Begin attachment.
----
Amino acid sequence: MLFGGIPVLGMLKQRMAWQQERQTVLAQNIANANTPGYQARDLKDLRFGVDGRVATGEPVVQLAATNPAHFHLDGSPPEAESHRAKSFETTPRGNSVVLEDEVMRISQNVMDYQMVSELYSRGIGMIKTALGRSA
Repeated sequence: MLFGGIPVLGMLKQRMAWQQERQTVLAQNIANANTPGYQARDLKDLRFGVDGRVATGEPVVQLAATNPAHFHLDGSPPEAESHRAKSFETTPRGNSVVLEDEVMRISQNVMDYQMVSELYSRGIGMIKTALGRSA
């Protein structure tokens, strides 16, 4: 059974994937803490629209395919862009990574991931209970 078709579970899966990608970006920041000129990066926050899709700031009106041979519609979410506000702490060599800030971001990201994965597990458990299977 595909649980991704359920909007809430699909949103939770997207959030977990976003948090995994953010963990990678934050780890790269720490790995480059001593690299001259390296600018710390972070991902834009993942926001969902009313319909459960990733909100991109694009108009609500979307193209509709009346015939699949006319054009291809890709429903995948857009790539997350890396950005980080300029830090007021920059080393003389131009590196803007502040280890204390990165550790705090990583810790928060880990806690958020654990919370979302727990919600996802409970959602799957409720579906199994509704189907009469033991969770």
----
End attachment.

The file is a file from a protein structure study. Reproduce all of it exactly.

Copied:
Amino acid sequence: MLFGGIPVLGMLKQRMAWQQERQTVLAQNIANANTPGYQARDLKDLRFGVDGRVATGEPVVQLAATNPAHFHLDGSPPEAESHRAKSFETTPRGNSVVLEDEVMRISQNVMDYQMVSELYSRGIGMIKTALGRSA
Repeated sequence: MLFGGIPVLGMLKQRMAWQQERQTVLAQNIANANTPGYQARDLKDLRFGVDGRVATGEPVVQLAATNPAHFHLDGSPPEAESHRAKSFETTPRGNSVVLEDEVMRISQNVMDYQMVSELYSRGIGMIKTALGRSA
């Protein structure tokens, strides 16, 4: 059974994937803490629209395919862009990574991931209970 078709579970899966990608970006920041000129990066926050899709700031009106041979519609979410506000702490060599800030971001990201994965597990458990299977 595909649980991704359920909007809430699909949103939770997207959030977990976003948090995994953010963990990678934050780890790269720490790995480059001593690299001259390296600018710390972070991902834009993942926001969902009313319909459960990733909100991109694009108009609500979307193209509709009346015939699949006319054009291809890709429903995948857009790539997350890396950005980080300029830090007021920059080393003389131009590196803007502040280890204390990165550790705090990583810790928060880990806690958020654990919370979302727990919600996802409970959602799957409720579906199994509704189907009469033991969770």